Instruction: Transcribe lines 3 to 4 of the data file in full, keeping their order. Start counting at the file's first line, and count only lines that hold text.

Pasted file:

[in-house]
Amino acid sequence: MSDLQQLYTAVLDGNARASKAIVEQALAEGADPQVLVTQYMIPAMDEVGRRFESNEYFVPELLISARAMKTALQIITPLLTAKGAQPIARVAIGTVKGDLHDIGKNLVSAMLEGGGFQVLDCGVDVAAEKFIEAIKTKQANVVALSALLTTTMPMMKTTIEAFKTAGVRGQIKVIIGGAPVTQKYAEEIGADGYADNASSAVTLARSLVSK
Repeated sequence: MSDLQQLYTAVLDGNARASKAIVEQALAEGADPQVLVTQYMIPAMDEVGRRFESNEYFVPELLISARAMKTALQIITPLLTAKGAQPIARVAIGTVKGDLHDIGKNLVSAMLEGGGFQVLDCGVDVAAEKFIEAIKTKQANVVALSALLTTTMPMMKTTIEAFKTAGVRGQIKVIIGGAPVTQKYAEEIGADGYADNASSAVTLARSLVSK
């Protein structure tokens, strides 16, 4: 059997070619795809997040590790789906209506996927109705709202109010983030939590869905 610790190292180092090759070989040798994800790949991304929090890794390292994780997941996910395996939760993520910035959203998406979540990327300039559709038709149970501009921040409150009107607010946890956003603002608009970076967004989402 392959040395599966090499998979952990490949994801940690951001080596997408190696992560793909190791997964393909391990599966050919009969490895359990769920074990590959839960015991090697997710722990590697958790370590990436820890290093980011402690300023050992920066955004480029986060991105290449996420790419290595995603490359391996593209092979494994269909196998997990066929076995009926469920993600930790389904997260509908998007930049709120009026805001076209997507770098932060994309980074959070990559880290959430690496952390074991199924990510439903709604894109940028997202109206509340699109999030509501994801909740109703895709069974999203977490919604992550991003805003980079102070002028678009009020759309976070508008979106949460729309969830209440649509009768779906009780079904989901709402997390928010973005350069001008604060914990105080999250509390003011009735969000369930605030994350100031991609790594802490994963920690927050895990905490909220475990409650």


Repeated sequence: MSDLQQLYTAVLDGNARASKAIVEQALAEGADPQVLVTQYMIPAMDEVGRRFESNEYFVPELLISARAMKTALQIITPLLTAKGAQPIARVAIGTVKGDLHDIGKNLVSAMLEGGGFQVLDCGVDVAAEKFIEAIKTKQANVVALSALLTTTMPMMKTTIEAFKTAGVRGQIKVIIGGAPVTQKYAEEIGADGYADNASSAVTLARSLVSK
């Protein structure tokens, strides 16, 4: 059997070619795809997040590790789906209506996927109705709202109010983030939590869905 610790190292180092090759070989040798994800790949991304929090890794390292994780997941996910395996939760993520910035959203998406979540990327300039559709038709149970501009921040409150009107607010946890956003603002608009970076967004989402 392959040395599966090499998979952990490949994801940690951001080596997408190696992560793909190791997964393909391990599966050919009969490895359990769920074990590959839960015991090697997710722990590697958790370590990436820890290093980011402690300023050992920066955004480029986060991105290449996420790419290595995603490359391996593209092979494994269909196998997990066929076995009926469920993600930790389904997260509908998007930049709120009026805001076209997507770098932060994309980074959070990559880290959430690496952390074991199924990510439903709604894109940028997202109206509340699109999030509501994801909740109703895709069974999203977490919604992550991003805003980079102070002028678009009020759309976070508008979106949460729309969830209440649509009768779906009780079904989901709402997390928010973005350069001008604060914990105080999250509390003011009735969000369930605030994350100031991609790594802490994963920690927050895990905490909220475990409650």